Energy performance plans must reflect unique role of cold stores
UK: The Cold Chain Federation has urged government to ensure that any plans to set new energy performance standards for industrial buildings must differentiate cold storage from non-refrigerated warehouses.
The Department for Business, Energy and Industrial Strategy’s proposes introducing a national performance-based policy framework for rating the energy and carbon performance of commercial and industrial buildings above 1,000m² in England and Wales. It is looking for annual ratings and mandatory disclosure as the first step.
In a written response to the consultation document, the Cold Chain Federation insists that any future ratings system must reflect the unique role of cold storage facilities and energy challenges involved in keeping products safe that are distinct from non-refrigerated warehouses.
The Federation says that any future ratings systems would need to include a category uniquely designed for cold storage because like-for-like comparisons can not be made between cold storage and other types of storage facility or warehousing. It adds that this bespoke cold storage category would also need to account for the wide range of energy requirements associated with different essential cold storage services, such as blast freezing and tempering.
“Cold storage facilities provide essential services which are crucial to the UK’s reliable and robust food chain, as well as being on the frontline for minimising food waste, particularly in a warming world,” said Cold Chain Federation policy director Tom Southall.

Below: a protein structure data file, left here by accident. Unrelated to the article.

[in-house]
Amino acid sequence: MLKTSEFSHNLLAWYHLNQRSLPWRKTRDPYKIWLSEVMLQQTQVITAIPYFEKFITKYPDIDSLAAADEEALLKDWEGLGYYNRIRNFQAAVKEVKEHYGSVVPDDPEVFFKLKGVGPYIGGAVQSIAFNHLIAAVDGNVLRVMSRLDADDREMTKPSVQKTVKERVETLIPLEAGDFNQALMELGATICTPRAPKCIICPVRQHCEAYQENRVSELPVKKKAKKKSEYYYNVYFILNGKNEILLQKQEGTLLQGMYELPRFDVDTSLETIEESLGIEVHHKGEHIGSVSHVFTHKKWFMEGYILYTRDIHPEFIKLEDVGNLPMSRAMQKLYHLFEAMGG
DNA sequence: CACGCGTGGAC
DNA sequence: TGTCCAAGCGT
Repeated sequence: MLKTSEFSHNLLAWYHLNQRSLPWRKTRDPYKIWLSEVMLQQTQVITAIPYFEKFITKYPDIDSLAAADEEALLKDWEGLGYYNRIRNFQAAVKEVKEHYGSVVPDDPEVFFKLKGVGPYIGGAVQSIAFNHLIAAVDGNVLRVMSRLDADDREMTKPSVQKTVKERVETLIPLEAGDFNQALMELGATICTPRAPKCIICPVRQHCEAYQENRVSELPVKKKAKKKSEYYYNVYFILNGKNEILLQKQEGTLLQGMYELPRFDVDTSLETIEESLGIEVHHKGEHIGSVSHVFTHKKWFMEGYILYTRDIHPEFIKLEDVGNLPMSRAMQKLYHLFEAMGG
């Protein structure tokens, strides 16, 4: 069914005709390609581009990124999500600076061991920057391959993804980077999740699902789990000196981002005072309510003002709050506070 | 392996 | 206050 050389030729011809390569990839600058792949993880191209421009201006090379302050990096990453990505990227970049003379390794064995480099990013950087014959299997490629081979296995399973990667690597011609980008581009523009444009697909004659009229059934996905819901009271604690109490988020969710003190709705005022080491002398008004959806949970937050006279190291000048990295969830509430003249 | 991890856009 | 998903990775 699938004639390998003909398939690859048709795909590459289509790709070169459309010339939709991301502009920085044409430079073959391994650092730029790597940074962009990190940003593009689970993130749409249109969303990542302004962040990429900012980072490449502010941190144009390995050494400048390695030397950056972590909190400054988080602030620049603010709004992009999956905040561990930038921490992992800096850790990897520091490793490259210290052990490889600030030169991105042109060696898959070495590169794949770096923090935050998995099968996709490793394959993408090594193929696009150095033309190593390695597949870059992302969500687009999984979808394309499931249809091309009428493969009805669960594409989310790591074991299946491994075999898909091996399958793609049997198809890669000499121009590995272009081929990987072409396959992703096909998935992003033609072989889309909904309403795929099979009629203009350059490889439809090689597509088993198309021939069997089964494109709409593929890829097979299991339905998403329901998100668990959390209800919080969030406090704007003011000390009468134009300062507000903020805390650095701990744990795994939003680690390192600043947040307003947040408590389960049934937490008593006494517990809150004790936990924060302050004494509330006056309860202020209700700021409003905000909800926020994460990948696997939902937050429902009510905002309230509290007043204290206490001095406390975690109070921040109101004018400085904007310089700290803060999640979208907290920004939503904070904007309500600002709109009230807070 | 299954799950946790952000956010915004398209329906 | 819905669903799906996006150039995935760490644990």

“Delivering these crucial services depends on a level of energy use that is different to the needs of other types of storage facility. Businesses in the cold chain are committed to improving their energy efficiency and are already making great strides in improving the energy efficiency of their buildings, not least through the very successful cold storage Climate Change Agreement which has seen its cold storage signatories make energy efficiency improvements of 16% between 2012 and 2018.
“This BEIS proposal represents early-stage government discussions but it is important that we make the point right from the start of the conversation that any future ratings system would need to recognise the unique operations, requirements, and demands on the cold storage sector. If government decides to move these proposals forward, we would welcome discussions with BEIS about how to ensure any future ratings system is fair, logical and designed to achieve genuine energy efficiency improvements through a unique category for cold storage facilities.”
The Cold Chain Federation’s consultation response also makes the point that government would need to ensure a robust structure of support was made available, particularly for SME’s, to enable investment in expensive new equipment or upgrades ahead of any rating system coming into force, to prevent asset value crashes and smaller and medium sized operators being left behind. Options could include the extension of the CCA scheme beyond 2025, along with direct grants for emerging technologies, tax allowances for investments in low energy solutions, or government-backed interest free borrowing.